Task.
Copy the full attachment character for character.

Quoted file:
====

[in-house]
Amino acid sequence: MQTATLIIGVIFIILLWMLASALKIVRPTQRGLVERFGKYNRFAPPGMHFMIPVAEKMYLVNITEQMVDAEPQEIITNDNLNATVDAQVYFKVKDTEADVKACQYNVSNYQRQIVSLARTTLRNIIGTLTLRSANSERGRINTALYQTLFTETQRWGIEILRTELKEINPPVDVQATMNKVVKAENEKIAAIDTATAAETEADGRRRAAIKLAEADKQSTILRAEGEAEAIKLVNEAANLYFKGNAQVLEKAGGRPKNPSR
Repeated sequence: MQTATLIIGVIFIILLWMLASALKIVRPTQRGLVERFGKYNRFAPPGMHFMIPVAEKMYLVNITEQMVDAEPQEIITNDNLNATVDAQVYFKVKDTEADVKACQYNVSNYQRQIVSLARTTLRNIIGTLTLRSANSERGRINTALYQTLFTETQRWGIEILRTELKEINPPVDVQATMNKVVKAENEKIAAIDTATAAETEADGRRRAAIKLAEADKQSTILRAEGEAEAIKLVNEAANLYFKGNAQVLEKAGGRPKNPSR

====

[in-house]
Amino acid sequence: MQTATLIIGVIFIILLWMLASALKIVRPTQRGLVERFGKYNRFAPPGMHFMIPVAEKMYLVNITEQMVDAEPQEIITNDNLNATVDAQVYFKVKDTEADVKACQYNVSNYQRQIVSLARTTLRNIIGTLTLRSANSERGRINTALYQTLFTETQRWGIEILRTELKEINPPVDVQATMNKVVKAENEKIAAIDTATAAETEADGRRRAAIKLAEADKQSTILRAEGEAEAIKLVNEAANLYFKGNAQVLEKAGGRPKNPSR
Repeated sequence: MQTATLIIGVIFIILLWMLASALKIVRPTQRGLVERFGKYNRFAPPGMHFMIPVAEKMYLVNITEQMVDAEPQEIITNDNLNATVDAQVYFKVKDTEADVKACQYNVSNYQRQIVSLARTTLRNIIGTLTLRSANSERGRINTALYQTLFTETQRWGIEILRTELKEINPPVDVQATMNKVVKAENEKIAAIDTATAAETEADGRRRAAIKLAEADKQSTILRAEGEAEAIKLVNEAANLYFKGNAQVLEKAGGRPKNPSR